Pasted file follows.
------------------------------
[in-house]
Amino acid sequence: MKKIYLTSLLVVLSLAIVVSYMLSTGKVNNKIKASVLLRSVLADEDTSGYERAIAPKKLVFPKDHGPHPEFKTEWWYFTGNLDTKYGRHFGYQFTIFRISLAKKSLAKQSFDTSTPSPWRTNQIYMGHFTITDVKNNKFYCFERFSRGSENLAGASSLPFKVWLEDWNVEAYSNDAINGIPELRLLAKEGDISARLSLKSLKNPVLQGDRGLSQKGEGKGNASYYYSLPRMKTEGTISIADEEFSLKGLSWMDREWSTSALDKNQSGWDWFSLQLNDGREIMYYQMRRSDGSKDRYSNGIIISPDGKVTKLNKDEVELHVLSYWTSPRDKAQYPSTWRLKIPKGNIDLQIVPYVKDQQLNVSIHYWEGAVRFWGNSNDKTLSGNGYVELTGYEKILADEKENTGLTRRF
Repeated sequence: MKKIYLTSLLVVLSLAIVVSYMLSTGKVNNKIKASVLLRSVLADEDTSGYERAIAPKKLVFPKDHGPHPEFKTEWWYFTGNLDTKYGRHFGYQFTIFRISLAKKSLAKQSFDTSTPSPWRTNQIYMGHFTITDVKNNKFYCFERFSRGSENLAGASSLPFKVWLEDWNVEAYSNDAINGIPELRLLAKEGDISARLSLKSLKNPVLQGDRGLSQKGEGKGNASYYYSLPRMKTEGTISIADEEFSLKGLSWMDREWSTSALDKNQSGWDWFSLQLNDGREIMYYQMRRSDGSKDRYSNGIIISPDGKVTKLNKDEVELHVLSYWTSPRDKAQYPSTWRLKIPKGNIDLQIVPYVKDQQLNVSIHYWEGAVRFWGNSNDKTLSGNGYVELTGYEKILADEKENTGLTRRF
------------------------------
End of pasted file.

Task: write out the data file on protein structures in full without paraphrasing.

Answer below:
[in-house]
Amino acid sequence: MKKIYLTSLLVVLSLAIVVSYMLSTGKVNNKIKASVLLRSVLADEDTSGYERAIAPKKLVFPKDHGPHPEFKTEWWYFTGNLDTKYGRHFGYQFTIFRISLAKKSLAKQSFDTSTPSPWRTNQIYMGHFTITDVKNNKFYCFERFSRGSENLAGASSLPFKVWLEDWNVEAYSNDAINGIPELRLLAKEGDISARLSLKSLKNPVLQGDRGLSQKGEGKGNASYYYSLPRMKTEGTISIADEEFSLKGLSWMDREWSTSALDKNQSGWDWFSLQLNDGREIMYYQMRRSDGSKDRYSNGIIISPDGKVTKLNKDEVELHVLSYWTSPRDKAQYPSTWRLKIPKGNIDLQIVPYVKDQQLNVSIHYWEGAVRFWGNSNDKTLSGNGYVELTGYEKILADEKENTGLTRRF
Repeated sequence: MKKIYLTSLLVVLSLAIVVSYMLSTGKVNNKIKASVLLRSVLADEDTSGYERAIAPKKLVFPKDHGPHPEFKTEWWYFTGNLDTKYGRHFGYQFTIFRISLAKKSLAKQSFDTSTPSPWRTNQIYMGHFTITDVKNNKFYCFERFSRGSENLAGASSLPFKVWLEDWNVEAYSNDAINGIPELRLLAKEGDISARLSLKSLKNPVLQGDRGLSQKGEGKGNASYYYSLPRMKTEGTISIADEEFSLKGLSWMDREWSTSALDKNQSGWDWFSLQLNDGREIMYYQMRRSDGSKDRYSNGIIISPDGKVTKLNKDEVELHVLSYWTSPRDKAQYPSTWRLKIPKGNIDLQIVPYVKDQQLNVSIHYWEGAVRFWGNSNDKTLSGNGYVELTGYEKILADEKENTGLTRRF